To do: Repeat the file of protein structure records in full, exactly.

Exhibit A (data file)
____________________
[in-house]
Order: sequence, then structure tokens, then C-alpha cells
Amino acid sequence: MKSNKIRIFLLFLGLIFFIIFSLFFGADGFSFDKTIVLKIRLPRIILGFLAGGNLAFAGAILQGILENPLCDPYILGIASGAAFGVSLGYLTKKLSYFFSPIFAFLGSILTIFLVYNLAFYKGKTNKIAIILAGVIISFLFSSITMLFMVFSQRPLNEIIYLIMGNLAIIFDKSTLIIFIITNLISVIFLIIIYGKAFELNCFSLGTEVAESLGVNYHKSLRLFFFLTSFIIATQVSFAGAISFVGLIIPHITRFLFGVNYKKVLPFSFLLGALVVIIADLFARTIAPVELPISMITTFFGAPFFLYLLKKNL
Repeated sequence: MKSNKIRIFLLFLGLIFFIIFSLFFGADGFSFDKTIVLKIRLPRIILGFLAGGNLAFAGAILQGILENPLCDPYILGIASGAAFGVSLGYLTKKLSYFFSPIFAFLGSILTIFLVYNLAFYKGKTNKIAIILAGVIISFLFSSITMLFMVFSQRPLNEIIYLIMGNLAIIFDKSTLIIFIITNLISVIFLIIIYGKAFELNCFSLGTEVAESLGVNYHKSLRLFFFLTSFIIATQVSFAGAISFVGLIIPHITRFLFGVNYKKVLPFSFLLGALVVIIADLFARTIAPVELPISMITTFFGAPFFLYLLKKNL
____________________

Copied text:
[in-house]
Order: sequence, then structure tokens, then C-alpha cells
Amino acid sequence: MKSNKIRIFLLFLGLIFFIIFSLFFGADGFSFDKTIVLKIRLPRIILGFLAGGNLAFAGAILQGILENPLCDPYILGIASGAAFGVSLGYLTKKLSYFFSPIFAFLGSILTIFLVYNLAFYKGKTNKIAIILAGVIISFLFSSITMLFMVFSQRPLNEIIYLIMGNLAIIFDKSTLIIFIITNLISVIFLIIIYGKAFELNCFSLGTEVAESLGVNYHKSLRLFFFLTSFIIATQVSFAGAISFVGLIIPHITRFLFGVNYKKVLPFSFLLGALVVIIADLFARTIAPVELPISMITTFFGAPFFLYLLKKNL
Repeated sequence: MKSNKIRIFLLFLGLIFFIIFSLFFGADGFSFDKTIVLKIRLPRIILGFLAGGNLAFAGAILQGILENPLCDPYILGIASGAAFGVSLGYLTKKLSYFFSPIFAFLGSILTIFLVYNLAFYKGKTNKIAIILAGVIISFLFSSITMLFMVFSQRPLNEIIYLIMGNLAIIFDKSTLIIFIITNLISVIFLIIIYGKAFELNCFSLGTEVAESLGVNYHKSLRLFFFLTSFIIATQVSFAGAISFVGLIIPHITRFLFGVNYKKVLPFSFLLGALVVIIADLFARTIAPVELPISMITTFFGAPFFLYLLKKNL